# Source code for neural_tangents.utils.monte_carlo

```
# Copyright 2019 Google LLC
#
# Licensed under the Apache License, Version 2.0 (the "License");
# you may not use this file except in compliance with the License.
# You may obtain a copy of the License at
#
# https://www.apache.org/licenses/LICENSE-2.0
#
# Unless required by applicable law or agreed to in writing, software
# distributed under the License is distributed on an "AS IS" BASIS,
# WITHOUT WARRANTIES OR CONDITIONS OF ANY KIND, either express or implied.
# See the License for the specific language governing permissions and
# limitations under the License.
"""Function to compute Monte Carlo NNGP and NTK estimates.
This module contains a function `monte_carlo_kernel_fn` that allow to compute
Monte Carlo estimates of NNGP and NTK kernels of arbitrary functions. For more
details on how individual samples are computed, refer to `utils/empirical.py`.
Note that the `monte_carlo_kernel_fn` accepts arguments like `batch_size`,
`device_count`, and `store_on_device`, and is appropriately batched /
parallelized. You don't need to apply the `nt.batch` or `jax.jit` decorators to
it. Further, you do not need to apply `jax.jit` to the input `apply_fn`
function, as the resulting empirical kernel function is JITted internally.
"""
from functools import partial
import operator
from typing import Union, Tuple, Generator, Set, Iterable, Optional
from jax import random
import jax.numpy as np
from jax.tree_util import tree_map
from jax.tree_util import tree_multimap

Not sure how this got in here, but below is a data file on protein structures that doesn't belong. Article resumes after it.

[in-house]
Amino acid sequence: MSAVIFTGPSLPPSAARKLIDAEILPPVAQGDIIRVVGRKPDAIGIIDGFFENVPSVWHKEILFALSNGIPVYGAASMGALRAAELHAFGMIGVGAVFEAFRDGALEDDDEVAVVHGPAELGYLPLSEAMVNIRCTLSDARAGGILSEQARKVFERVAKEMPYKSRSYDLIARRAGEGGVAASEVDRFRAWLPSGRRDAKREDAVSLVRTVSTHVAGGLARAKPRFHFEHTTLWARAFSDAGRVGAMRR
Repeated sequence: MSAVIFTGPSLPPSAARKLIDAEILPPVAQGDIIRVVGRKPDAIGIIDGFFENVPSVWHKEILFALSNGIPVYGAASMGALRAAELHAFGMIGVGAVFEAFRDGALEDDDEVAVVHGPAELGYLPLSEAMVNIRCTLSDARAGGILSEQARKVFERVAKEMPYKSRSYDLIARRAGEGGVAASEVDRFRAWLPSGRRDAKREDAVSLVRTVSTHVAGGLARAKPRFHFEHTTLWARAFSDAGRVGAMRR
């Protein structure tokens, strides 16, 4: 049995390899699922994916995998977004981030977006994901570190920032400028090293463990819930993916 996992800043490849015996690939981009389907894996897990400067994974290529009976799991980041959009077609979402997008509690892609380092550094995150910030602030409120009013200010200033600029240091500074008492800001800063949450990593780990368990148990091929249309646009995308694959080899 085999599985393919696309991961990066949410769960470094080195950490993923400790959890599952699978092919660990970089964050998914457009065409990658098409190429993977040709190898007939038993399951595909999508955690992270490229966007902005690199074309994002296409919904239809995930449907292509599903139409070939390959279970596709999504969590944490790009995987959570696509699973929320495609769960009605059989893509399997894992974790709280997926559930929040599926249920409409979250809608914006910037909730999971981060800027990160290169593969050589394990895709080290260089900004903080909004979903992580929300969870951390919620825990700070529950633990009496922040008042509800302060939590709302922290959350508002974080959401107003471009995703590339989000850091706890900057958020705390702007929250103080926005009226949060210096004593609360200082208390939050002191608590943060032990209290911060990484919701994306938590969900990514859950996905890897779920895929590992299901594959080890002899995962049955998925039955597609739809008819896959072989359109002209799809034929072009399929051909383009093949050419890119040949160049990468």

from neural_tangents.utils import batch
from neural_tangents.utils import empirical
from neural_tangents.utils import utils
from neural_tangents.utils.typing import PRNGKey, InitFn, ApplyFn, MonteCarloKernelFn, Axes, Get, EmpiricalKernelFn, PyTree, NTTree, VMapAxes
def _sample_once_kernel_fn(kernel_fn: EmpiricalKernelFn,
init_fn: InitFn,
batch_size: int = 0,
device_count: int = -1,
store_on_device: bool = True):
@partial(batch.batch,
batch_size=batch_size,
device_count=device_count,
store_on_device=store_on_device)
def kernel_fn_sample_once(
x1: NTTree[np.ndarray],
x2: Optional[NTTree[np.ndarray]],
key: PRNGKey,
get: Get,
**apply_fn_kwargs):
init_key, dropout_key = random.split(key, 2)
shape = tree_map(lambda x: x.shape, x1)
_, params = init_fn(init_key, shape)
return kernel_fn(x1, x2, get, params, rng=dropout_key, **apply_fn_kwargs) # pytype: disable=wrong-keyword-args # kwargs-checking
return kernel_fn_sample_once
def _sample_many_kernel_fn(
kernel_fn_sample_once,
key: PRNGKey,
n_samples: Set[int],
get_generator: bool):
def normalize(sample: PyTree, n: int) -> PyTree:
return tree_map(lambda sample: sample / n, sample)
def get_samples(
x1: NTTree[np.ndarray],
x2: Optional[NTTree[np.ndarray]],
get: Get,
**apply_fn_kwargs):
_key = key
ker_sampled = None
for n in range(1, max(n_samples) + 1):
_key, split = random.split(_key)
one_sample = kernel_fn_sample_once(x1, x2, split, get, **apply_fn_kwargs)
if ker_sampled is None:
ker_sampled = one_sample
else:
ker_sampled = tree_multimap(operator.add, ker_sampled, one_sample)
yield n, ker_sampled
if get_generator:
@utils.get_namedtuple('MonteCarloKernel')
def get_sampled_kernel(
x1: np.ndarray,
x2: np.ndarray,
get: Optional[Get] = None,
**apply_fn_kwargs
) -> Generator[Union[np.ndarray, Tuple[np.ndarray, ...]], None, None]:
for n, sample in get_samples(x1, x2, get, **apply_fn_kwargs):
if n in n_samples:
yield normalize(sample, n)
else:
@utils.get_namedtuple('MonteCarloKernel')
def get_sampled_kernel(
x1: np.ndarray,
x2: np.ndarray,
get: Optional[Get] = None,
**apply_fn_kwargs
) -> Union[np.ndarray, Tuple[np.ndarray, ...]]:
for n, sample in get_samples(x1, x2, get, **apply_fn_kwargs):
pass
return normalize(sample, n)
return get_sampled_kernel
[docs]def monte_carlo_kernel_fn(
init_fn: InitFn,
apply_fn: ApplyFn,
key: PRNGKey,
n_samples: Union[int, Iterable[int]],
batch_size: int = 0,
device_count: int = -1,
store_on_device: bool = True,
trace_axes: Axes = (-1,),